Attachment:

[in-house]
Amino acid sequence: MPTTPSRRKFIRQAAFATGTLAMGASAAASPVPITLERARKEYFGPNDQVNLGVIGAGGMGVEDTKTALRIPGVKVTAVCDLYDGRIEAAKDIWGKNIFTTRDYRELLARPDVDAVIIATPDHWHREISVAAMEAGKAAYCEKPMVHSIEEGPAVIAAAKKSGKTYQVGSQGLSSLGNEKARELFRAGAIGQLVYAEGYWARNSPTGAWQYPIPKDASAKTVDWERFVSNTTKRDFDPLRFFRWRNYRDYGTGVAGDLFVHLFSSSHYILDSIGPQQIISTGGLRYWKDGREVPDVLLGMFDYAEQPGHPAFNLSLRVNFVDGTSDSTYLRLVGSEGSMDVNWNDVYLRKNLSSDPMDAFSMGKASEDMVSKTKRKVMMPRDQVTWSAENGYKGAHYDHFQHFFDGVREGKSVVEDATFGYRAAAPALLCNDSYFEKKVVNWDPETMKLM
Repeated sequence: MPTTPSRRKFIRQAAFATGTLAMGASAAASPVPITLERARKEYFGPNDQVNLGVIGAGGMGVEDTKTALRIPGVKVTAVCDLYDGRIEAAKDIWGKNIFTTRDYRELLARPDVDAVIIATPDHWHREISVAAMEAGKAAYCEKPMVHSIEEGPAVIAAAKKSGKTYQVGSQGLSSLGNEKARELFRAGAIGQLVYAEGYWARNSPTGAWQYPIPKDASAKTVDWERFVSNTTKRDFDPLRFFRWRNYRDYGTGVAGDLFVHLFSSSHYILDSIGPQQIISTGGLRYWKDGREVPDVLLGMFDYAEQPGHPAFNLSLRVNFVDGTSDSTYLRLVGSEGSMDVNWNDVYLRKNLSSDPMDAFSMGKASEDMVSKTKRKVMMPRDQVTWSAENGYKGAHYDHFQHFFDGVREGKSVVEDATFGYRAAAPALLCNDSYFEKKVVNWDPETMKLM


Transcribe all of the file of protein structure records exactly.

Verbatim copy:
[in-house]
Amino acid sequence: MPTTPSRRKFIRQAAFATGTLAMGASAAASPVPITLERARKEYFGPNDQVNLGVIGAGGMGVEDTKTALRIPGVKVTAVCDLYDGRIEAAKDIWGKNIFTTRDYRELLARPDVDAVIIATPDHWHREISVAAMEAGKAAYCEKPMVHSIEEGPAVIAAAKKSGKTYQVGSQGLSSLGNEKARELFRAGAIGQLVYAEGYWARNSPTGAWQYPIPKDASAKTVDWERFVSNTTKRDFDPLRFFRWRNYRDYGTGVAGDLFVHLFSSSHYILDSIGPQQIISTGGLRYWKDGREVPDVLLGMFDYAEQPGHPAFNLSLRVNFVDGTSDSTYLRLVGSEGSMDVNWNDVYLRKNLSSDPMDAFSMGKASEDMVSKTKRKVMMPRDQVTWSAENGYKGAHYDHFQHFFDGVREGKSVVEDATFGYRAAAPALLCNDSYFEKKVVNWDPETMKLM
Repeated sequence: MPTTPSRRKFIRQAAFATGTLAMGASAAASPVPITLERARKEYFGPNDQVNLGVIGAGGMGVEDTKTALRIPGVKVTAVCDLYDGRIEAAKDIWGKNIFTTRDYRELLARPDVDAVIIATPDHWHREISVAAMEAGKAAYCEKPMVHSIEEGPAVIAAAKKSGKTYQVGSQGLSSLGNEKARELFRAGAIGQLVYAEGYWARNSPTGAWQYPIPKDASAKTVDWERFVSNTTKRDFDPLRFFRWRNYRDYGTGVAGDLFVHLFSSSHYILDSIGPQQIISTGGLRYWKDGREVPDVLLGMFDYAEQPGHPAFNLSLRVNFVDGTSDSTYLRLVGSEGSMDVNWNDVYLRKNLSSDPMDAFSMGKASEDMVSKTKRKVMMPRDQVTWSAENGYKGAHYDHFQHFFDGVREGKSVVEDATFGYRAAAPALLCNDSYFEKKVVNWDPETMKLM